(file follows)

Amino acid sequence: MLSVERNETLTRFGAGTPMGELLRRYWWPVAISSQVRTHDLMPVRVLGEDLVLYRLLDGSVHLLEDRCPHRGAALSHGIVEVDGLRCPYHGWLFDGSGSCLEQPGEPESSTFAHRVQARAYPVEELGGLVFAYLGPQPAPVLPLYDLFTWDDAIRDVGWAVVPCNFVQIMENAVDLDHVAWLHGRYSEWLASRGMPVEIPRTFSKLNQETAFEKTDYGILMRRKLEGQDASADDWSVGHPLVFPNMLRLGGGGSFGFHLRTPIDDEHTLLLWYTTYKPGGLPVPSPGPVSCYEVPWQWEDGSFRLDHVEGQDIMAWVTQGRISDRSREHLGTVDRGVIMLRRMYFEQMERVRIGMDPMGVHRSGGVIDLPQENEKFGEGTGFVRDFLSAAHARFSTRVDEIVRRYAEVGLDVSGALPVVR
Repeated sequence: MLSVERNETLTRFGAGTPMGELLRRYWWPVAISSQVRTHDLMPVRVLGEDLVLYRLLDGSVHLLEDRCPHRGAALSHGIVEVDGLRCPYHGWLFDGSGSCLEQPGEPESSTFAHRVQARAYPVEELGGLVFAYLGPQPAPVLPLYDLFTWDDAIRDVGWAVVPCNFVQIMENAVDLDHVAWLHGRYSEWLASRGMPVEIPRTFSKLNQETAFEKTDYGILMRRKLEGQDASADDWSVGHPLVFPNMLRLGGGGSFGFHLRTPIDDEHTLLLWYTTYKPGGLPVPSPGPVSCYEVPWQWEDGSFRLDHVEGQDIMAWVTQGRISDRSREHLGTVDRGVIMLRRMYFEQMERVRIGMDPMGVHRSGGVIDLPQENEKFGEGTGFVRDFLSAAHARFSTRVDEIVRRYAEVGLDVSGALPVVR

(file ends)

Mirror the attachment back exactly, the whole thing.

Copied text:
Amino acid sequence: MLSVERNETLTRFGAGTPMGELLRRYWWPVAISSQVRTHDLMPVRVLGEDLVLYRLLDGSVHLLEDRCPHRGAALSHGIVEVDGLRCPYHGWLFDGSGSCLEQPGEPESSTFAHRVQARAYPVEELGGLVFAYLGPQPAPVLPLYDLFTWDDAIRDVGWAVVPCNFVQIMENAVDLDHVAWLHGRYSEWLASRGMPVEIPRTFSKLNQETAFEKTDYGILMRRKLEGQDASADDWSVGHPLVFPNMLRLGGGGSFGFHLRTPIDDEHTLLLWYTTYKPGGLPVPSPGPVSCYEVPWQWEDGSFRLDHVEGQDIMAWVTQGRISDRSREHLGTVDRGVIMLRRMYFEQMERVRIGMDPMGVHRSGGVIDLPQENEKFGEGTGFVRDFLSAAHARFSTRVDEIVRRYAEVGLDVSGALPVVR
Repeated sequence: MLSVERNETLTRFGAGTPMGELLRRYWWPVAISSQVRTHDLMPVRVLGEDLVLYRLLDGSVHLLEDRCPHRGAALSHGIVEVDGLRCPYHGWLFDGSGSCLEQPGEPESSTFAHRVQARAYPVEELGGLVFAYLGPQPAPVLPLYDLFTWDDAIRDVGWAVVPCNFVQIMENAVDLDHVAWLHGRYSEWLASRGMPVEIPRTFSKLNQETAFEKTDYGILMRRKLEGQDASADDWSVGHPLVFPNMLRLGGGGSFGFHLRTPIDDEHTLLLWYTTYKPGGLPVPSPGPVSCYEVPWQWEDGSFRLDHVEGQDIMAWVTQGRISDRSREHLGTVDRGVIMLRRMYFEQMERVRIGMDPMGVHRSGGVIDLPQENEKFGEGTGFVRDFLSAAHARFSTRVDEIVRRYAEVGLDVSGALPVVR